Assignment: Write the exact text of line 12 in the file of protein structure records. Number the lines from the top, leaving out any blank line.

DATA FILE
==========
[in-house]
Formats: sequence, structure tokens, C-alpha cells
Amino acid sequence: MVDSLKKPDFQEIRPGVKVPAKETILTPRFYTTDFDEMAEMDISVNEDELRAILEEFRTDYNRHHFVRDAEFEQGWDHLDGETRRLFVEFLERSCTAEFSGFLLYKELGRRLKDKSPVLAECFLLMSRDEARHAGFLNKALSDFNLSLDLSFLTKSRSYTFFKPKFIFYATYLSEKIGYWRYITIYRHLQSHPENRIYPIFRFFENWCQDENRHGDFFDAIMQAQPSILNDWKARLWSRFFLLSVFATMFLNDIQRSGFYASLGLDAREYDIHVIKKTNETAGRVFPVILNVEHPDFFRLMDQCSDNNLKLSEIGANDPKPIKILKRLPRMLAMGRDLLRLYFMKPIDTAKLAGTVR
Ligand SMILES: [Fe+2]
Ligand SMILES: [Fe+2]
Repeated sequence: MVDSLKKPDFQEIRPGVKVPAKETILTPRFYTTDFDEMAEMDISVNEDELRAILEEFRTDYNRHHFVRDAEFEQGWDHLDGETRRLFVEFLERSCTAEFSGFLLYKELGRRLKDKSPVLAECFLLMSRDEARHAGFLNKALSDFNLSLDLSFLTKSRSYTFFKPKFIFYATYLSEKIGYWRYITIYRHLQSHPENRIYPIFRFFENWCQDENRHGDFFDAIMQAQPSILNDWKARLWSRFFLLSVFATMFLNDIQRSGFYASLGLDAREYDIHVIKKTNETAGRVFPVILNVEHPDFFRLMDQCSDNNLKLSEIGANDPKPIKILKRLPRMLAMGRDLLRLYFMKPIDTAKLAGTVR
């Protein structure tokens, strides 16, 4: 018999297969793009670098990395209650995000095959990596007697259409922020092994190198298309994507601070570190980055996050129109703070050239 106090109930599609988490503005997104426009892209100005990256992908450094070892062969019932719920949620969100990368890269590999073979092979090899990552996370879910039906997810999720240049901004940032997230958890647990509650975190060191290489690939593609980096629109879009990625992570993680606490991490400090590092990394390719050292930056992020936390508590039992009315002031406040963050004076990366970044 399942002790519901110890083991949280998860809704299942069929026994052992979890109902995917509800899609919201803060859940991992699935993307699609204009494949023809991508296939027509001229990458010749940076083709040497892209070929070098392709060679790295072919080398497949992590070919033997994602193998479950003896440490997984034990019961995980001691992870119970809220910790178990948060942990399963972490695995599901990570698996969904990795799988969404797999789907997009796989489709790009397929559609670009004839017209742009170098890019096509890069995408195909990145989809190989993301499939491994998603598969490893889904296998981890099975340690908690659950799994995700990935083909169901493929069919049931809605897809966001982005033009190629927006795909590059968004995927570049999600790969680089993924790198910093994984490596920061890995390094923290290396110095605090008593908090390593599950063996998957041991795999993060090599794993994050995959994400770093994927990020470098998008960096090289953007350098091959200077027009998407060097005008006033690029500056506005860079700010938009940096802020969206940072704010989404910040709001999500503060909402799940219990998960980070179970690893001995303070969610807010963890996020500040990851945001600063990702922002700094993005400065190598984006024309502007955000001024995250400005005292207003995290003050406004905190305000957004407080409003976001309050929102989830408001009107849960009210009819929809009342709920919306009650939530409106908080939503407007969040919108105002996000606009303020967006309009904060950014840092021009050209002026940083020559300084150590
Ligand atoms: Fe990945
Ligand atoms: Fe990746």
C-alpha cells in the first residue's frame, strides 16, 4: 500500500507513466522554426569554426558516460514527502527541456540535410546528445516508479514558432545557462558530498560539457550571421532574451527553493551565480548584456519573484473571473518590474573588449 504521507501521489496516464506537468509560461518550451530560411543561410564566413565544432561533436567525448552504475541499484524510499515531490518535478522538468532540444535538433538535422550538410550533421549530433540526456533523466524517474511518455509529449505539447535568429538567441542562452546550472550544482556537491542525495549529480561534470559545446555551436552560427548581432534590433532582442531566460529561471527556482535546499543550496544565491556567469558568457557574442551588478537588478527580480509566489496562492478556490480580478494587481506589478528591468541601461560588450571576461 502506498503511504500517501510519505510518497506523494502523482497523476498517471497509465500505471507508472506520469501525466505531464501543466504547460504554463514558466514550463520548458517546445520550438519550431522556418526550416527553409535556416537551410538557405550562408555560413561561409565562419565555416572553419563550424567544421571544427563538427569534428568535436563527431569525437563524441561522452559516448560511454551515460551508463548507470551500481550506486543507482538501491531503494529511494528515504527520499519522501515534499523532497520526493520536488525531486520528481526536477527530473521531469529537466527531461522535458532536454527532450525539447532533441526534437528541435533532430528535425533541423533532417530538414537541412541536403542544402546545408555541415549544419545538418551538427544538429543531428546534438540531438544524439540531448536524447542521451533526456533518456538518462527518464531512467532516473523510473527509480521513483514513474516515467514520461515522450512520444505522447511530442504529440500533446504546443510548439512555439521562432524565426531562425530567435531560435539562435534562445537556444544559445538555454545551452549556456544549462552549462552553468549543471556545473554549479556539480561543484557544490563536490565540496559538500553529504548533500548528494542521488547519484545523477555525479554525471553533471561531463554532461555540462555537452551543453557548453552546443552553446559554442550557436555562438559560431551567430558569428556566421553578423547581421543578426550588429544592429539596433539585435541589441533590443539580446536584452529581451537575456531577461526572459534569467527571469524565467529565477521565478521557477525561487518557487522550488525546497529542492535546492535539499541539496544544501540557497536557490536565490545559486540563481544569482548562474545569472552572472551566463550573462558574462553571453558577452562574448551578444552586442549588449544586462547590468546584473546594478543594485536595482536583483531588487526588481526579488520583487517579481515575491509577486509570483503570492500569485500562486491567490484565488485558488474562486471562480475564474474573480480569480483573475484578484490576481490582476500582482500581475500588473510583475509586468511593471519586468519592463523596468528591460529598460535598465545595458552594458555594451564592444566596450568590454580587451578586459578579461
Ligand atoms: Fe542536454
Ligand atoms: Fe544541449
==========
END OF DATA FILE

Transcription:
Ligand atoms: Fe544541449